I’ve been doing a lot of talking about how search is about more than finding data; it’s about understanding it. And it might almost be conventional wisdom to suggest that application of search to the big piles of data and content boils down to ‘know thy data’. But add the other vital piece of software insight — ‘know thy user’ — and it gets interesting. Understand that search is not just about queries and indexes — it’s about matching particular users to particular data.
For AT&T’s mobile e-commerce online store (selling ringtones and bluetooth headsets), Shantanu Deo explains in his talk on Day 2 of Lucene Revolution, the decision to use search to generate their web navigation was a necessity. They needed a way to provide three levels of navigation, including over 700 unique URLs, customized for each user, based on membership in more than 60 profile groups. For example, you might be a New Yorker who is on the Family Plan and has Digital TV.
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The only reasonable way to do this, Deo and his team decided, was to model it as a search problem. They encoded each level in the hierarchy with a six digit number (2 digits per level) and indexed documents specifying which URLs should be shown on which users groupings in which levels. From there, it was a straightforward matter of showing users URLs they should see in search results, and none of the ones they shouldn’t.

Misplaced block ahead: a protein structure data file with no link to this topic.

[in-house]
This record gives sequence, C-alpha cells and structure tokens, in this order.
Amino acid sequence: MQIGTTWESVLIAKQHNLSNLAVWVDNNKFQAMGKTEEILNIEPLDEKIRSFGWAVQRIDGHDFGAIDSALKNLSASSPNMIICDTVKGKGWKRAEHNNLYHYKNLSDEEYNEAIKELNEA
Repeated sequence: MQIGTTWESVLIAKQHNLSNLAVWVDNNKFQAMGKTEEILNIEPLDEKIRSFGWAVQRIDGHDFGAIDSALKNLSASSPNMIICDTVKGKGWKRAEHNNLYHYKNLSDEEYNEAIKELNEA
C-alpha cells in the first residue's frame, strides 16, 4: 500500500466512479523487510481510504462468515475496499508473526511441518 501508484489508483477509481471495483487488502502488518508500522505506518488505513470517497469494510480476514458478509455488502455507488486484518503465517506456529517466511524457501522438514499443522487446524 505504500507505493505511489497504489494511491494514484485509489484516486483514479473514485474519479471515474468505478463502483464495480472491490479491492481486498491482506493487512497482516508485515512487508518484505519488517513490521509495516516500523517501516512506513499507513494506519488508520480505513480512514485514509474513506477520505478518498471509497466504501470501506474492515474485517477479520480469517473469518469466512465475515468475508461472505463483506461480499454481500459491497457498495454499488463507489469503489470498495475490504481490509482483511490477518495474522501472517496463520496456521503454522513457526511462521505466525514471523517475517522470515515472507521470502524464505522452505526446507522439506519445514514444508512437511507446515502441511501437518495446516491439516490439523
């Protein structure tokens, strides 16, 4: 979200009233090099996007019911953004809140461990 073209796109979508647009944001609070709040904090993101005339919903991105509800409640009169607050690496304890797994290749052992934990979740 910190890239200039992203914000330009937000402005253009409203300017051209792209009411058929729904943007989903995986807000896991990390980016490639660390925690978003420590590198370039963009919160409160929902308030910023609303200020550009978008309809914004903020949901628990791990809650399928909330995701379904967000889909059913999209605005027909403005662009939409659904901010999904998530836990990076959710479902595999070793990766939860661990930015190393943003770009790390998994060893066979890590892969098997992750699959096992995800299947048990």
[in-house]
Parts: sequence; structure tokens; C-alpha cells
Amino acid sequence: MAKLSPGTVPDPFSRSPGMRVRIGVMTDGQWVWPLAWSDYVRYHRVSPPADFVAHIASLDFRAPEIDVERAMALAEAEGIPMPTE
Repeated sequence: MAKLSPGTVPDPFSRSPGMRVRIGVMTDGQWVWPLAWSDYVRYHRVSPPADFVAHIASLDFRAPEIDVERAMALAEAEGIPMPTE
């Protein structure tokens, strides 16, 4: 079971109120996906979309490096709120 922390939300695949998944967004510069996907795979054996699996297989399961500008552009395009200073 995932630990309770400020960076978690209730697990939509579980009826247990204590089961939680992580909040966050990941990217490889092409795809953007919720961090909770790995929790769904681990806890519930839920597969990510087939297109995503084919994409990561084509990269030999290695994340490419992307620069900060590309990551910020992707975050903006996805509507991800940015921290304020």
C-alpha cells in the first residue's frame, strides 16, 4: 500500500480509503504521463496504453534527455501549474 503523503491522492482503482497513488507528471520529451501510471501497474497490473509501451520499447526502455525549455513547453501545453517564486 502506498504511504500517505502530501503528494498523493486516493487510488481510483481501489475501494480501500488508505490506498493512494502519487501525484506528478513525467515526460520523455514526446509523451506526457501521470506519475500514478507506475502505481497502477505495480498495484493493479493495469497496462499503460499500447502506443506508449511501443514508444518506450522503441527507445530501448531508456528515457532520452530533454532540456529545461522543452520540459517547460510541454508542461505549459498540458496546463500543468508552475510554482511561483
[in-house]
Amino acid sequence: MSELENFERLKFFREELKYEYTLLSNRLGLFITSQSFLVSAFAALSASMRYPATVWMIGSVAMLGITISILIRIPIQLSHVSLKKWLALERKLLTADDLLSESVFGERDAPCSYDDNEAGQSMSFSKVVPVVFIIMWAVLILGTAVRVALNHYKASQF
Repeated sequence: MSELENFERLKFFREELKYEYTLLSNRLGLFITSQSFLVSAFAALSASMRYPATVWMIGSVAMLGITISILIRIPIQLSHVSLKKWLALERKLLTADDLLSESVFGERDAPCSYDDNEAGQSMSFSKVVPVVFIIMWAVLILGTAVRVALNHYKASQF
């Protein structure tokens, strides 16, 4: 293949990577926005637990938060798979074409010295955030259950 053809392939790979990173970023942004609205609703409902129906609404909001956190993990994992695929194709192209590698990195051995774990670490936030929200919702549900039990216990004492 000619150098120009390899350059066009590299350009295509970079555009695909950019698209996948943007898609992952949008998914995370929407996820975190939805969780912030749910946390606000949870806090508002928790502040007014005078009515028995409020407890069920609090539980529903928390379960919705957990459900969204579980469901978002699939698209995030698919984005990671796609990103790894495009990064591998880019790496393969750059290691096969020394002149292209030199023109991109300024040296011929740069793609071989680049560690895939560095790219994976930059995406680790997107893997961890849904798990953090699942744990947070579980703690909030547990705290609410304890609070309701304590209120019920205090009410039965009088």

The system works for AT&T; once they’ve indexed the data, the system just plain runs unless they have changes, and if they do, there’s no coding involved. All they have to do is re-index the data. No need to rearchitect the application or change the data model
The principle has the beauty of simplicity. Personally, I think this is an interesting harbinger of more search-based navigation. In this case, they’ve got a fairly specific (if large) set of data to manage, and Solr handles it easily. In the future, they could easily add the ability to display links based on more complex search factors, such as past history or interests.
Cross-posted with Lucene Revolution Blog. Nicholas Chase is a guest blogger.This is one of a series of presentation summaries from the conference.